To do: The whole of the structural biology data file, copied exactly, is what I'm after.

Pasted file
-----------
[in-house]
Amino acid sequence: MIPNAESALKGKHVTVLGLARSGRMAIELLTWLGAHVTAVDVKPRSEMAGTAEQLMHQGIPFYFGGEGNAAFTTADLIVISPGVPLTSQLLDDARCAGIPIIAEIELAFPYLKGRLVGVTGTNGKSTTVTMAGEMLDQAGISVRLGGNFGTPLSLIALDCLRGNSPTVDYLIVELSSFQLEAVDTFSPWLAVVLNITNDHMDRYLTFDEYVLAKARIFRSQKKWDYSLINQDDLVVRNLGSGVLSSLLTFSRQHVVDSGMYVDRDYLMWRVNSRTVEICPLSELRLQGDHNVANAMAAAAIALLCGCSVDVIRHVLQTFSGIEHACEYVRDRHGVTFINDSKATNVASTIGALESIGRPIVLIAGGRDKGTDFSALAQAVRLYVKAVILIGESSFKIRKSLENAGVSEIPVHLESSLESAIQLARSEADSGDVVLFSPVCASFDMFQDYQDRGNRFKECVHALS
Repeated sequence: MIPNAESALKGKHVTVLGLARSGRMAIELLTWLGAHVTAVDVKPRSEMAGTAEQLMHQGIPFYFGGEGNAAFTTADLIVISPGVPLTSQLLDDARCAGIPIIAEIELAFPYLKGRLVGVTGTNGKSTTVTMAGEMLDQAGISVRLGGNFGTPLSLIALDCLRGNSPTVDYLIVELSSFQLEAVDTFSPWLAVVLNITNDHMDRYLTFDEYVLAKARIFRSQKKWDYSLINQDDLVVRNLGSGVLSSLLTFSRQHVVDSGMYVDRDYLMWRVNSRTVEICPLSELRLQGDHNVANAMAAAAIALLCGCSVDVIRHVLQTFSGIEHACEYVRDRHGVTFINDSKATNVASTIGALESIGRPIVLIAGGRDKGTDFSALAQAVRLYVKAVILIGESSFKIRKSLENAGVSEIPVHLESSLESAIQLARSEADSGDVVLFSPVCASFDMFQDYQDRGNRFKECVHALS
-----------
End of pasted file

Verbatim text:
[in-house]
Amino acid sequence: MIPNAESALKGKHVTVLGLARSGRMAIELLTWLGAHVTAVDVKPRSEMAGTAEQLMHQGIPFYFGGEGNAAFTTADLIVISPGVPLTSQLLDDARCAGIPIIAEIELAFPYLKGRLVGVTGTNGKSTTVTMAGEMLDQAGISVRLGGNFGTPLSLIALDCLRGNSPTVDYLIVELSSFQLEAVDTFSPWLAVVLNITNDHMDRYLTFDEYVLAKARIFRSQKKWDYSLINQDDLVVRNLGSGVLSSLLTFSRQHVVDSGMYVDRDYLMWRVNSRTVEICPLSELRLQGDHNVANAMAAAAIALLCGCSVDVIRHVLQTFSGIEHACEYVRDRHGVTFINDSKATNVASTIGALESIGRPIVLIAGGRDKGTDFSALAQAVRLYVKAVILIGESSFKIRKSLENAGVSEIPVHLESSLESAIQLARSEADSGDVVLFSPVCASFDMFQDYQDRGNRFKECVHALS
Repeated sequence: MIPNAESALKGKHVTVLGLARSGRMAIELLTWLGAHVTAVDVKPRSEMAGTAEQLMHQGIPFYFGGEGNAAFTTADLIVISPGVPLTSQLLDDARCAGIPIIAEIELAFPYLKGRLVGVTGTNGKSTTVTMAGEMLDQAGISVRLGGNFGTPLSLIALDCLRGNSPTVDYLIVELSSFQLEAVDTFSPWLAVVLNITNDHMDRYLTFDEYVLAKARIFRSQKKWDYSLINQDDLVVRNLGSGVLSSLLTFSRQHVVDSGMYVDRDYLMWRVNSRTVEICPLSELRLQGDHNVANAMAAAAIALLCGCSVDVIRHVLQTFSGIEHACEYVRDRHGVTFINDSKATNVASTIGALESIGRPIVLIAGGRDKGTDFSALAQAVRLYVKAVILIGESSFKIRKSLENAGVSEIPVHLESSLESAIQLARSEADSGDVVLFSPVCASFDMFQDYQDRGNRFKECVHALS